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Canon Vixia HF M50 Review
The Canon Vixia HF M50 is a capable digital camcorder, offering a variety of useful features, built-in storage, and great looking video, but it’s hard to justify the price when compared with some of the better digital cameras out there.
(3.5 out of 5)
- Comfortable to use
- Solid video quality, even in low light
- Effective image stabilization
- Built-in flash memory
- Wi-Fi connectivity.
- Somewhat limited focal range
- Cumbersome touch controls.
In a time when most high-end smartphones and point-and-shoot cameras can capture HD video, the consumer camcorder lies in a precarious position. The Canon Vixia HF M50 ($649.99 direct) represents the company’s midrange model, offering a variety of useful features, like Wi-Fi and built-in flash memory, and high-quality video, all in a compact and familiar form-factor. However, the question remains: Who is this camcorder meant for and is it worth the rather steep asking price?
Design and Features
One of the advantages of a dedicated camcorder over a smartphone or digital camera is the comfortable form factor. The M50 is a perfect cylinder, measuring 2.5 by 2.7 by 4.8 inches (HWD) and weighing 10.9 ounces. It’s neither too big nor too small, and fits nicely into the palm of the hand. A typical point and shoot, like our Editors’ Choice Canon PowerShot S100 ($429.99, 4.5 stars), weighs around 5 to 7 ounces, making it a bit more difficult to hold steady when recording.
The body is constructed from glossy and matte black plastics, with some metal highlights and elements. The Record button sits to the right of the removable, rechargeable battery, and is easily accessible by thumb. The zoom rocker is positioned on top, in front of the mini advanced accessory shoe. To the left of the zoom rocker is the power button, and in the recess behind the LCD are Home, Video Snap (to take a quick 4-second video), and Playback buttons. Below those buttons are a mini USB and mini HDMI port, as well as a 3.5mm headphone jack and 3.5mm mic jack. Below the hand strap is a single card slot that accepts SD, SDHC, and SDXC cards. The M50 comes with 8GB of built-in memory.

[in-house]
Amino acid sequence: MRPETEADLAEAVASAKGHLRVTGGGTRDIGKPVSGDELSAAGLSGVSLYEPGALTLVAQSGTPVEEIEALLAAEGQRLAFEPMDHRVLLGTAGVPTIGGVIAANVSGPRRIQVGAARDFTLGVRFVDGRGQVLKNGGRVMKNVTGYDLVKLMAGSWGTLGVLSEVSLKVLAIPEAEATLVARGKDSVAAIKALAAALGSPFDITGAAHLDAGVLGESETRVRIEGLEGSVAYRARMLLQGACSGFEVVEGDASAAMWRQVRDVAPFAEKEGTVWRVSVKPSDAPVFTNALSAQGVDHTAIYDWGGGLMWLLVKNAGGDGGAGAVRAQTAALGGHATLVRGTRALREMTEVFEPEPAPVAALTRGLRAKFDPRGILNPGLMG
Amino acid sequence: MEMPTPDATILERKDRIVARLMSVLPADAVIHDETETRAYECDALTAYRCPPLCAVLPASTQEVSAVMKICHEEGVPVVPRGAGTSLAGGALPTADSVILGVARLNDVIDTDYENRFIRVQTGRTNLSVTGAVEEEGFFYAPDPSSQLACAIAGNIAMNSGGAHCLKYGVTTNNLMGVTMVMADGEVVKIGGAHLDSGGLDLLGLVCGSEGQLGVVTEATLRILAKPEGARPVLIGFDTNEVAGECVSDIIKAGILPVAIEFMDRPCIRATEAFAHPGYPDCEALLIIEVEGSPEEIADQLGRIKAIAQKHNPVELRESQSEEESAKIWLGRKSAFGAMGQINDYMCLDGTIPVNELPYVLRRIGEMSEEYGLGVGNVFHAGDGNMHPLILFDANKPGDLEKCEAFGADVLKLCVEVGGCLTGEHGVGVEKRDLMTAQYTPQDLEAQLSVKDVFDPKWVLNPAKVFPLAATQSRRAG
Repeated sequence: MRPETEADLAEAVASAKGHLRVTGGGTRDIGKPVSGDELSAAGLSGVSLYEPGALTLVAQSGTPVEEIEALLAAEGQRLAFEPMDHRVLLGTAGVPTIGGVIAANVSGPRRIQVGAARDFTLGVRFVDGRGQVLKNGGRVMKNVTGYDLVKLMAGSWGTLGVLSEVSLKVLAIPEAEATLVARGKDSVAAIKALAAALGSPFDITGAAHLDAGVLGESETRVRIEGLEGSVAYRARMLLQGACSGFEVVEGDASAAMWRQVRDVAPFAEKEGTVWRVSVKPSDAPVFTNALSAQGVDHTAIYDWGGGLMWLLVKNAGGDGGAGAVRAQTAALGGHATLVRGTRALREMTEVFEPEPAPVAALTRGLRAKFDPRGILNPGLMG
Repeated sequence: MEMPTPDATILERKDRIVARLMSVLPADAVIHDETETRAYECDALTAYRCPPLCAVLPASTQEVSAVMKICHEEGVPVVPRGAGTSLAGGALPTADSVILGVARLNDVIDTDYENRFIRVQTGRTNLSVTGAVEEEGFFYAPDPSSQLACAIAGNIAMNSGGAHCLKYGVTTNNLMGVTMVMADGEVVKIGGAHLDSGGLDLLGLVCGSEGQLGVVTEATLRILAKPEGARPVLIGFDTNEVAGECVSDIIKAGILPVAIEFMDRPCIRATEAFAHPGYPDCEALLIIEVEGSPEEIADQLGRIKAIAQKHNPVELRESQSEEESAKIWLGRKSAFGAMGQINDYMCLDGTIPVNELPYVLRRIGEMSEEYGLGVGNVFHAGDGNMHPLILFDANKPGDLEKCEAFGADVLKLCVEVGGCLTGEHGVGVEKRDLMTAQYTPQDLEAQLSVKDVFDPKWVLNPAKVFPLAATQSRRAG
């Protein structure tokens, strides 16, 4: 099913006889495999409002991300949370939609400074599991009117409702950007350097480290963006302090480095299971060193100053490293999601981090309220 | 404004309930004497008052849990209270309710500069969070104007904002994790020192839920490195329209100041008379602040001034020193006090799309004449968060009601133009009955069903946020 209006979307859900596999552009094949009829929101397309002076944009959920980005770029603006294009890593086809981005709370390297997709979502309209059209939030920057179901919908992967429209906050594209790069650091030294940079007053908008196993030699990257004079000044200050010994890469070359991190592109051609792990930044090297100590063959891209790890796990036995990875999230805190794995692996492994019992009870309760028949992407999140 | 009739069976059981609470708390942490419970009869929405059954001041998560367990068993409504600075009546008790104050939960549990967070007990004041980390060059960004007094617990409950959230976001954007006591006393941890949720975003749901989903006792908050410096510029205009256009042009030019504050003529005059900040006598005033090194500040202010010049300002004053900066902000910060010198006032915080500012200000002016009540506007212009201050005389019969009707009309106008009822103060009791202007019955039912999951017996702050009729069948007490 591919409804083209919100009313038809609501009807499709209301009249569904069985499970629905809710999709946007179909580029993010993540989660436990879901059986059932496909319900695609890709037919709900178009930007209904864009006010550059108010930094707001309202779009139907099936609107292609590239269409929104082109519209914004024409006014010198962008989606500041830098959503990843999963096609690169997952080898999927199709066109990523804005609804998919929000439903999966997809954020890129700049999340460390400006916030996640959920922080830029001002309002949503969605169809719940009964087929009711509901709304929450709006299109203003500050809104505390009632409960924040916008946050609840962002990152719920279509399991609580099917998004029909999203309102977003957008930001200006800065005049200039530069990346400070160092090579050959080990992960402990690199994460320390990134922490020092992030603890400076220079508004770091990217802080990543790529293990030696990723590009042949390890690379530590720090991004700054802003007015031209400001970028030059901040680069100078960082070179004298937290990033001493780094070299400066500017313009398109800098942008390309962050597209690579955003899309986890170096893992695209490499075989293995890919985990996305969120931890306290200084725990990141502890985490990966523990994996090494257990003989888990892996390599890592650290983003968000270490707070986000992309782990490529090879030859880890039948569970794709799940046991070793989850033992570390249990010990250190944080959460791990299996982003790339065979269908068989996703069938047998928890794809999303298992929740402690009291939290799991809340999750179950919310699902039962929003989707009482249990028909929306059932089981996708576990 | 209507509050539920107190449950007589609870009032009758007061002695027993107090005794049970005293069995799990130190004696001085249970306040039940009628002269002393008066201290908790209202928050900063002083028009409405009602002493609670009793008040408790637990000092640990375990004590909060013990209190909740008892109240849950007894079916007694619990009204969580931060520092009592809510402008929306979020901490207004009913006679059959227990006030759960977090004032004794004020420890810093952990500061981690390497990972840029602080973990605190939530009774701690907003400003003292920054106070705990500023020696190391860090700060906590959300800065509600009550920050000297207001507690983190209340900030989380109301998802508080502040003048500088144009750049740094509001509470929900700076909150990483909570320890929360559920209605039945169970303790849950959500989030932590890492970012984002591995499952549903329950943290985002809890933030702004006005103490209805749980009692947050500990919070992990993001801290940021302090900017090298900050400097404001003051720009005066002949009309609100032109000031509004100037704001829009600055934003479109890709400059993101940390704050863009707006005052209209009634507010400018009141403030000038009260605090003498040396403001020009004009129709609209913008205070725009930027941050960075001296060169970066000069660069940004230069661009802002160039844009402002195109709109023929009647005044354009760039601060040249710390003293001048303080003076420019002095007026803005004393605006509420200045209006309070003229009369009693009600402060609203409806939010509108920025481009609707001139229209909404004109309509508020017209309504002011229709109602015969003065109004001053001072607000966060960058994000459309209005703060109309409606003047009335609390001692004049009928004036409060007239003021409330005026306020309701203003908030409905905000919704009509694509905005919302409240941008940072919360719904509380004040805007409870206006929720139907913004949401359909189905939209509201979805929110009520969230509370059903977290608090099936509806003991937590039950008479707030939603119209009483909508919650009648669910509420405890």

The 3-inch LCD is touch enabled, and all the controls can be accessed through a series of touch menus. The 230k-dot screen resolution is too grainy to appreciate the HD video being captured, and it was a bit dim in bright sunlight. Touch input is decent, though it’s difficult to be precise with some of the smaller virtual buttons—for example, setting up Wi-Fi is a pain due to the cramped virtual keyboard. The built-in Wi-Fi is a nice touch, though, as you can wirelessly transfer video from the camcorder to your computer or to YouTube and Facebook through a free app for iOS devices. The lack of physical controls makes it a bit cumbersome to make advanced changes to exposure, white balance, or focus.
Canon equipped the M50 with a 1/3-inch HD CMOS Pro sensor with a 10x optical zoom lens that covers a 43.4-436mm focal length (35mm equivalent). The “Pro” tag denotes greater low light performance, with an f/1.8 aperture at its widest point, which narrows down to f/3 when zoomed all the way in. The lower-end Vixia HF R300 ($349.99, 3.5 stars) packs a 32x optical zoom factor, with a 38.5-1,232mm focal length (35mm equivalent), but uses a 1/4.85-inch CMOS sensor. The larger sensor on the M50 means larger pixels, which equates to better low light performance. The R300 is a bit more versatile, both at its widest and most zoomed in, but the low light performance is vastly superior with the M50.
There are a number of recording modes, with the highest quality set at 24Mbps and full HD video in MXP mode. It’s not true progressive video, but rather uses 60 interlaced fields per second that are then encoded to 30 frames per second. There is a Cinema Mode that artificially makes the video appear to move at 24 frames per second, the standard for film projects, but it still isn’t truly progressive. At its highest setting, video is recorded in AVCHD, while lower quality clips can be saved as MP4s, but those are limited to 30 minutes each.